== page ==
Inbox/Outbox: November 3, 2017
The fact that we (finally) have fall weather in New York is definitely putting me in a reading mood. What’s better than making a big cup of Earl Grey and snuggling under a blanket with a book? Only treating yourself to a hot bath with a stack of them next to the tub. And I’ve been doing both this week! Plus, I’m behind on my yearly reading challenge, so it’s time to step it up.
inbox (books acquired)
A Daring Arrangement by Joanna Shupe
I’m a big sucker for historical romance novels, and Joanna Shupe’s books set in the New York City Gilded Age have been some of my favorites from the last few years. So when I saw she had a new one out this week—featuring a steamy pretend engagement that might turn into something more—I downloaded this to my ereader faster than you can say “bodice ripper” three times fast.
Far From the Tree by Robin Benway
This National Book Award finalist has been praised by so many book friends that I trust, and I loved Benway’s last book, Emmy & Oliver. The premise of three biological siblings all raised in different families and environments coming together instantly intrigued me. I heard the voices in this multi-perspective novel are amazing. I can’t wait to immerse myself in them.
outbox (Books finished)
Turtles All the Way Down by John Green
I’m a huge fan of Green’s books and the vlogbrothers, so I knew I’d love this book. But I didn’t expect to love it as much as I did. Seriously, I cried more than I did reading The Fault in Our Stars. I put off starting it because I thought the book dealing with themes of mental illness and a character with OCD would be emotionally difficult for me to read. It was. But once I started, expecting to read a chapter or two before bed, there was no way I was putting this book down. It was hard…but it was also beautiful, romantic, funny, heart-warming, and (of course) totally gut-wrenching.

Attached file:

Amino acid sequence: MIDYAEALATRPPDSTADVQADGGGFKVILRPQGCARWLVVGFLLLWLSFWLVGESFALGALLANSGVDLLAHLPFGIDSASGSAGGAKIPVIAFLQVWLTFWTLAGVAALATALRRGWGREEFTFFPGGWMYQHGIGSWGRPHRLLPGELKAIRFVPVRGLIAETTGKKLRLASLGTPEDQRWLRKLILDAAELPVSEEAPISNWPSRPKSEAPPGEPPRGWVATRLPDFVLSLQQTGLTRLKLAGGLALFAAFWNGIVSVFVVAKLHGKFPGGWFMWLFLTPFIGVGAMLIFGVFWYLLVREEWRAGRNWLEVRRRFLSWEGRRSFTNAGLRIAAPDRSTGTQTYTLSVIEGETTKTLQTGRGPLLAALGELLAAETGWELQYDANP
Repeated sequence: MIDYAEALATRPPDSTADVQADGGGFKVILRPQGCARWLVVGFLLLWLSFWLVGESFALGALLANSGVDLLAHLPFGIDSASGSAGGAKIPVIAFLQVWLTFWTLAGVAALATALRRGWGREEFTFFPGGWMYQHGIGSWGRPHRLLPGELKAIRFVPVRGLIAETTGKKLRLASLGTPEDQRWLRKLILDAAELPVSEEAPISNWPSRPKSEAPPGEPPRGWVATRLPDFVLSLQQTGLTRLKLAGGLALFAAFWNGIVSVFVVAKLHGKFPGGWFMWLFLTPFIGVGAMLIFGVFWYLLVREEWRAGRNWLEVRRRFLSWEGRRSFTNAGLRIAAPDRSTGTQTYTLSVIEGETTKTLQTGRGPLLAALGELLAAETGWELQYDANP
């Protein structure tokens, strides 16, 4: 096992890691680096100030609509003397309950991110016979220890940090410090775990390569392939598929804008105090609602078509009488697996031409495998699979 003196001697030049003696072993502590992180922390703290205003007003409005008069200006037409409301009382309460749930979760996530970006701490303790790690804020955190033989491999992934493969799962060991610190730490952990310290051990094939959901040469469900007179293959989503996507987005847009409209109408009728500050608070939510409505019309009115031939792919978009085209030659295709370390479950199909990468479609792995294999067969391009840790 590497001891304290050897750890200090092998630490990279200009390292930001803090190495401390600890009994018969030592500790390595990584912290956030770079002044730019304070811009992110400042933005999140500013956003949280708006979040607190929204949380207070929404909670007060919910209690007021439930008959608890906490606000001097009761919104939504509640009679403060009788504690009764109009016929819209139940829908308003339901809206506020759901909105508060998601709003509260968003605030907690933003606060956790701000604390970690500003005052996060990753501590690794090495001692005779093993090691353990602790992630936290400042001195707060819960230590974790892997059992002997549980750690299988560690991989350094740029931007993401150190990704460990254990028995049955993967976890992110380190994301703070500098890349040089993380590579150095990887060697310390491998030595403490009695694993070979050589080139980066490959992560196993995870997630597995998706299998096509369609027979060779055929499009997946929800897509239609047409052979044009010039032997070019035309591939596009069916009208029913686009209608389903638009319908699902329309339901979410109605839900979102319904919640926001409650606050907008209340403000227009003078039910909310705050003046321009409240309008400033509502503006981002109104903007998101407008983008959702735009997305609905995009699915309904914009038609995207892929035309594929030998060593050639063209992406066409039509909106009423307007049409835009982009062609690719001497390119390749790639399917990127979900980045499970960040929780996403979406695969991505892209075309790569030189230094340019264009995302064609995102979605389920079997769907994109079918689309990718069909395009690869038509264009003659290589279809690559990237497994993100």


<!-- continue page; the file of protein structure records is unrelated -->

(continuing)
It Didn’t Start with You: How Inherited Family Trauma Shapes Who We Are and How to End the Cycle by Mark Wolynn
I know, I know—this isn’t exactly a cheerful book either. But honestly, it had me thinking about my own life and family history in completely new ways. Some of the claims in this book how how the lives of our grandparents and great grandparents can influence our brain chemistry seemed far-fetched to me. But much of the information rang true, and I appreciated the balance of research with easy-to-understand explanations.
To All the Boys I’ve Loved Before by Jenny Han
To give myself a break from the slightly depressing book slump I’ve been in lately, I reread one of my favorite young adult romances. I’ve probably read the story of Lara Jean’s complicated love life ten times at least, but I never stop delighting in the sweet relationship she has with her sisters, the awkward moments when all of her crushes ever discover her feelings all at once, and my big time literary infatuation with Peter K. Swoon!
In the queue (What I’m Reading Next)
We Were Eight Years in Power: An American Tragedy by Ta-Nehisi Coates
I was lucky enough to see Ta-Nehisi Coates speak about this book in Brooklyn a few weeks ago. He is a literal genius, both with ideas and with words. I’m incredibly interested to read his observations connecting the current political situation to the post-Reconstruction era, and to learn more about his personal journey as a writer during the Obama administration. This one might be a little too heavy for the bathtub, but I’m still excited to crack open its pages.
What books have you bought, finished, and added to your TBR this week? Leave a comment below.